What this is supposed to do is to copy all the data on the internal drive and clone it to the external drive. Don't be surprised if the copying takes a long time. If everything works properly, the external drive should then be bootable, and should take you back to where you were when the internal drive started acting up. Once the data is on the external drive, you should be able to get an accurate idea of how much data is actually there, since you've been getting contradictory reports from the internal drive. If you're really only using 102GB out of 250GB, then you don't need to do any data-tossing; but if it turns out that you really were close to 250GB, then you'll need to start looking for things to junk.

Once you have a copy on an external drive, you can then reformat the internal drive; that will repair the catalog. Then you reinstall Mavericks on the internal drive, and reboot off the internal. When you get to the point in the setup process where it asks if you want to restore from an external disk or Time Machine backup, you select the external hard drive. The Migration Assistant utility that takes over will transfer all the user accounts, applications, settings and customization over. When the computer completes the transfer, you should be back to where you were before the problems happened.

And the big lesson to take away from this is: Time Machine backups are easy to make. Turn Time Machine on, keep the Time Machine drive plugged in whenever the computer's sitting at a desk, and let it do its thing. It's a lot less hassle to have a recent backup than to have to recover from a disaster.

Was this answer helpful?

Score 2


One additional point: Although Apple recommends using Disk Utility as the cloning application, I've had dicy results with it in the past - partly because I have a lot of old crippled hardware, and partly because Apple's functions are cautious; they bail out if anything goes wrong. I usually use third-party cloning utilities like Carbon Copy Cloner or SuperDuper!, which will do clones even of damaged drives. Even if there's damaged data, there's good odds that it's in OS or Apple app files that will be replaced by a clean install. Migration Assistant will restore data that isn't already on the reformatted/reinstalled drive, so you can get back your stuff and deal with whatever damage you find afterwards...and of course, you get an external hard drive out of this, which you can use for backup or as a place to store documents you don't regularly use (you can set it up as your iTunes/iPhoto library, for example).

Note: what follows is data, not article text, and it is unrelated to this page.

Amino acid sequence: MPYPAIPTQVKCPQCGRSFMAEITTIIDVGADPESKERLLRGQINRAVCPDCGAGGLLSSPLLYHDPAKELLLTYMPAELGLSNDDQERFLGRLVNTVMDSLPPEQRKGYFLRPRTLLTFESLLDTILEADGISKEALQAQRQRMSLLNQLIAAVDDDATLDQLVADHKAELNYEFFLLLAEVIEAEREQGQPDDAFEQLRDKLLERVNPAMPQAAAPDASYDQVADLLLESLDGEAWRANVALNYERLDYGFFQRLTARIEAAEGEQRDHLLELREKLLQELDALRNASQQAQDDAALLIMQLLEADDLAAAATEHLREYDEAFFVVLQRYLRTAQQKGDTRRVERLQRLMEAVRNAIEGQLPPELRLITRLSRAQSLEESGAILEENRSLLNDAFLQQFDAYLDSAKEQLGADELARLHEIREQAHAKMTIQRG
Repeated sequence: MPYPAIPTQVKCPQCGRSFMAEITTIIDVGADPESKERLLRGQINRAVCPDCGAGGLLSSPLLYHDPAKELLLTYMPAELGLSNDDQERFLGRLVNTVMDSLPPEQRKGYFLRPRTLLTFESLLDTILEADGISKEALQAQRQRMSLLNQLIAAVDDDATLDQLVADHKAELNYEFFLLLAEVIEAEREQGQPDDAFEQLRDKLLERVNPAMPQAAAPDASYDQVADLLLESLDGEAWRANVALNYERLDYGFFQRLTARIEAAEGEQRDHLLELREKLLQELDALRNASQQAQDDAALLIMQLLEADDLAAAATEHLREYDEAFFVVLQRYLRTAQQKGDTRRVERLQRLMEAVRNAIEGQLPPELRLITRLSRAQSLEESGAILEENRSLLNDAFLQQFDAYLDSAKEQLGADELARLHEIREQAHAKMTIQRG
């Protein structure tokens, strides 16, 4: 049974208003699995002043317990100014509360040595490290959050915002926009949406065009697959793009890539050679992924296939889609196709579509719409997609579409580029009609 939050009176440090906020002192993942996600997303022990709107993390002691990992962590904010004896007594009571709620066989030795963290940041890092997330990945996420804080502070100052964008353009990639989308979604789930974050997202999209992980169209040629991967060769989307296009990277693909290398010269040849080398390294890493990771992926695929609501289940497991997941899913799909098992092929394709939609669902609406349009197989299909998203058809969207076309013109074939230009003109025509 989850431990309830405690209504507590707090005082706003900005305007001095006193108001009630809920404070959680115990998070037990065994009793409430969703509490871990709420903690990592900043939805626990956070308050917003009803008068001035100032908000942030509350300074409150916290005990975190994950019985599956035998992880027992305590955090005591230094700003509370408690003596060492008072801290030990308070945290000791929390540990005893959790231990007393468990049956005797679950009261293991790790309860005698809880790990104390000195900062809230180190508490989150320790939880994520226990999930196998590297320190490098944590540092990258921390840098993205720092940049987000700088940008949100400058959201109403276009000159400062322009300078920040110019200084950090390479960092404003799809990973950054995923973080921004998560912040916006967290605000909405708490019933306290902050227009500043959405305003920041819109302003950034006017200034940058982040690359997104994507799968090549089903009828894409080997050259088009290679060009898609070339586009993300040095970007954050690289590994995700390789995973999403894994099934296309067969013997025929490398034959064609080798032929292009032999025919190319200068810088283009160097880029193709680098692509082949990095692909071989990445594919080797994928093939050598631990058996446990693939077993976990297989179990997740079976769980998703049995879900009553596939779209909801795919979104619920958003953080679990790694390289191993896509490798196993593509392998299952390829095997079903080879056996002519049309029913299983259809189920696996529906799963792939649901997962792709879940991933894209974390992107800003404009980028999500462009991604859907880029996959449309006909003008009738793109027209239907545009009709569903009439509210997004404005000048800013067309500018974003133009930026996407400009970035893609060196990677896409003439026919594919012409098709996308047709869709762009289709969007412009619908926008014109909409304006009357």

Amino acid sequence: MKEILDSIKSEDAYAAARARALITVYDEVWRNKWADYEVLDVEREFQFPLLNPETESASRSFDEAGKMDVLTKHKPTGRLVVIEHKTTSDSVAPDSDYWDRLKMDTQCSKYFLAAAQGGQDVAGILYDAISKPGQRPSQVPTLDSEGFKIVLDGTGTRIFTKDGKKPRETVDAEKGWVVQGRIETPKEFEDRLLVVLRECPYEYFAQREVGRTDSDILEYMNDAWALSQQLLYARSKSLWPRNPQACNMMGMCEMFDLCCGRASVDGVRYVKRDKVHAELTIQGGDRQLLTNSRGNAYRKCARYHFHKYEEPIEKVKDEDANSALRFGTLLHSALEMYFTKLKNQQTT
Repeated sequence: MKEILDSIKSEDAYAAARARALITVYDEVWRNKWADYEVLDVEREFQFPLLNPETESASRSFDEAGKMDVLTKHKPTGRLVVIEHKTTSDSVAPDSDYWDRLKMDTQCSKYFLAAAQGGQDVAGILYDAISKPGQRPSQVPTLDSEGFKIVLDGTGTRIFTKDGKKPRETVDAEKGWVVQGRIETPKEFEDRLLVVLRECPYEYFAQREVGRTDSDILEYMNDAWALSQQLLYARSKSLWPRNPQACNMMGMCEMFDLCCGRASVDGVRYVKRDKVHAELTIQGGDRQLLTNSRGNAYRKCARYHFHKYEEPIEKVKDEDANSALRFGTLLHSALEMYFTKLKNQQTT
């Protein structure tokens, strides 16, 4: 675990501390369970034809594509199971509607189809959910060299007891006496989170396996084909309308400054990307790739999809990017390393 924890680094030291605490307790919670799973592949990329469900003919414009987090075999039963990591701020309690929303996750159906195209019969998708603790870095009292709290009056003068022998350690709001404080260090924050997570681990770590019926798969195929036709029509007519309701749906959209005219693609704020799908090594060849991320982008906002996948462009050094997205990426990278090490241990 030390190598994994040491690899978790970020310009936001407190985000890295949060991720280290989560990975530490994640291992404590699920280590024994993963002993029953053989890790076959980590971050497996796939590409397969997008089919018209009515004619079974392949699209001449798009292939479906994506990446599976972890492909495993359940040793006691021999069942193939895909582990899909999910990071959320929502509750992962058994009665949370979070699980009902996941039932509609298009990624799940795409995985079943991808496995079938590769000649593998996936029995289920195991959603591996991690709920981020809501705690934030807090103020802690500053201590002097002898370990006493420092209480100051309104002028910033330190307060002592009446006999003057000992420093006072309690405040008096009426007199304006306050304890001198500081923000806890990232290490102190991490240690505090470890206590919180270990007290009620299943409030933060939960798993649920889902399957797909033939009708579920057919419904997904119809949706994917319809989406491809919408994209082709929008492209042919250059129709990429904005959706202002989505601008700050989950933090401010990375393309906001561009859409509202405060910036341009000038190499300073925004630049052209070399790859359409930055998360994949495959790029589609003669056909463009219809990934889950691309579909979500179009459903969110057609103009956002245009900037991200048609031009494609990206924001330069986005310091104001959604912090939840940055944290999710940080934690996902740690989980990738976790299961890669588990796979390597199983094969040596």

@ adlerpe

Your suggestion was right on! I was able to make a bootable copy of the internal hard drive onto an external disk. The errors were corrected as the copy process proceeded. However, a few minor deviations from your step by step "flowchart" occurred. Mainly, that I made the copy onto the external drive by using the Recovery Partition' Disk Utility in the internal drive and not the bootable USB flashdrive (which by the way took 4 hours to download the OS files). The USB flashdrive indeed was a startup "disk" but only had the main Mavericks boot files but not the Disk Utility files. Fortunately, the ext drive copy also had the Recovery Partition, which I used to format the internal drive, and Restore (or copy) the USB flashdrive contents into the internal drive. Once rebooted from the now working internal drive, I had Mavericks working and could now copy the work files of my daughter into the laptop itself. From then on, it was a matter of reinstalling the Applications she had. She kept all the installers in a folder which was successfully transferred into the ext drive. Many thanks!


Right, the Recovery partition is too small to hold a full 5.5GB OS installer. The install utility downloads the current version of the installer, which may be more recent than the version you already had installed; that's why you need to have a broadband connection in place in order to use it. And you're right - it's always better to reinstall the applications from original installers, if you still have access to them. For the OS, it's possible to create a USB flash drive with a full installer on it, at least for 10.6/10.7/10.8/10.9. Some of the techniques are a little fiddly, and involve the use of Terminal. These days, I prefer to use DiskMaker X, a proper Mac GUI app.


adlerpe, thanks again for your additional helpful comments.


Add a comment

yeah need new os.

for save file you must use Msata adapter

after that, remember to erase with disk utility before install new os.

good luck

Was this answer helpful?

Score 0
Add a comment

Add your answer

Bernie will be eternally grateful.
View Statistics:

Past 24 Hours: 1

Past 7 Days: 10

Past 30 Days: 43

All Time: 1,005